Race Off: The Fantasy of Race Transformation

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Namwali Serpell is the author of The Old Drift, which won the Windham-Campbell Prize in Fiction, the Anisfield-Wolf Book Award in Fiction, the L.A. Times’s Art Seidenbaum Award for First Fiction, and the Arthur C. Clarke Award for Science Fiction, and was named one of the 100 Notable Books of 2019 by the New York Times. Serpell’s essay collection, Stranger Faces (2020), was a finalist for a National Book Critics Circle Award. Born in Lusaka, Zambia, Serpell received her BA at Yale and her PhD at Harvard. She is currently Professor of English at Harvard. 
“Race Off” tracks the persistent fantasy of race transformation—specifically, of “switching” from black to white or vice versa—in American fiction, journalism, and film from the nineteenth century to the present. Serpell will discuss the aesthetic, affective, and political implications of this fantasy; its resonance with and distinction from “passing” narratives; and how it tends toward different underlying ideas and tones depending on whether the author is black or white.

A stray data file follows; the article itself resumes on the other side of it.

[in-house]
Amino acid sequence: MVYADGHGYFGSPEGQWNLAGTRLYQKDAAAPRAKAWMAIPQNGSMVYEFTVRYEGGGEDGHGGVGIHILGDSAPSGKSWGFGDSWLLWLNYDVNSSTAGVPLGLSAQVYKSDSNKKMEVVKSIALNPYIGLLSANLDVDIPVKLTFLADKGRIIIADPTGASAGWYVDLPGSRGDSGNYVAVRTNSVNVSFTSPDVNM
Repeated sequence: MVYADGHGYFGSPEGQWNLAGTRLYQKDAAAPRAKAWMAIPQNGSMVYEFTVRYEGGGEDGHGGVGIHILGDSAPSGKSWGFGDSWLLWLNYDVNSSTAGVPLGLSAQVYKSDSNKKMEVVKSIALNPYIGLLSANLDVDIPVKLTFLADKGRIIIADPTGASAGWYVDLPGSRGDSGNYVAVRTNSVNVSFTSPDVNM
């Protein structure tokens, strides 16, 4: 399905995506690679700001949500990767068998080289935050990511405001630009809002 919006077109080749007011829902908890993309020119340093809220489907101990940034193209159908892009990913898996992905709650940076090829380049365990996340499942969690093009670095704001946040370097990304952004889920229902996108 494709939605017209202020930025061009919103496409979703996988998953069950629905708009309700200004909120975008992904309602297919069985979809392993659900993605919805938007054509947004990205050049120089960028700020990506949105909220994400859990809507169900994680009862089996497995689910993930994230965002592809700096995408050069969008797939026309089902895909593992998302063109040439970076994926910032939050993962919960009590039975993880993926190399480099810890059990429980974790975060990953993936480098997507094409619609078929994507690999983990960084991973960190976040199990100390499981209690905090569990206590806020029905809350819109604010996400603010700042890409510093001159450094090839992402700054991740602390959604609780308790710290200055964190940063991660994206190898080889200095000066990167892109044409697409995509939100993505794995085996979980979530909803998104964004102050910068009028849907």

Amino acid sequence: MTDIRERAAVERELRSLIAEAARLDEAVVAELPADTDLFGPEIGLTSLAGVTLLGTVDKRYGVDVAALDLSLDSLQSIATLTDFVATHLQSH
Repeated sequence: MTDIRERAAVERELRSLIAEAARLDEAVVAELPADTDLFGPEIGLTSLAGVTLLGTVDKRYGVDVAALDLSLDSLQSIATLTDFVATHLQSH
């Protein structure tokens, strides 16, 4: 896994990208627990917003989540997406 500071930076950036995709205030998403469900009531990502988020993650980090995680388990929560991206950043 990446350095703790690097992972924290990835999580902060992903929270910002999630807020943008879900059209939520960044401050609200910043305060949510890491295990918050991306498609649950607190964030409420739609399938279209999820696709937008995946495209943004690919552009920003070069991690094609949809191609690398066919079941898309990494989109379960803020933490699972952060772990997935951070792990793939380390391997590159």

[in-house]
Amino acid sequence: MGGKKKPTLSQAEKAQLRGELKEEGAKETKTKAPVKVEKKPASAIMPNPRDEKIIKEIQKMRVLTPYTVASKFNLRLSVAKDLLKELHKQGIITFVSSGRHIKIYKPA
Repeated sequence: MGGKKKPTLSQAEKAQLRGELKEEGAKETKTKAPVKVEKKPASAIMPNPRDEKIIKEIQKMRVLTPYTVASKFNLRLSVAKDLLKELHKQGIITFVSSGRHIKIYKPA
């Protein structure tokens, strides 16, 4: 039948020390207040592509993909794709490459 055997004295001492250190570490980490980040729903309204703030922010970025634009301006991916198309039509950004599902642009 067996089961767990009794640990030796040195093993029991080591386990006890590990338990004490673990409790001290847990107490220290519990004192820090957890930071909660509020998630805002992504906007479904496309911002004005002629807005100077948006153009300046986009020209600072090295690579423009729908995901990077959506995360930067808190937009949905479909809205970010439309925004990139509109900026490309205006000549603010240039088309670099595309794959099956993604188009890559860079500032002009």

Serpell’s talk will be followed by a discussion and Q&A with Tina Post. Tina Post is an Assistant Professor of English and Theater and Performance at the University of Chicago, where she is also affiliated with the Center for the Study of Race, Politics, and Culture. Her first book project, Deadpan: The Aesthetics of Black Inexpression, is under contract with NYU Press. 
The event is cosponsored by The Yale Review.
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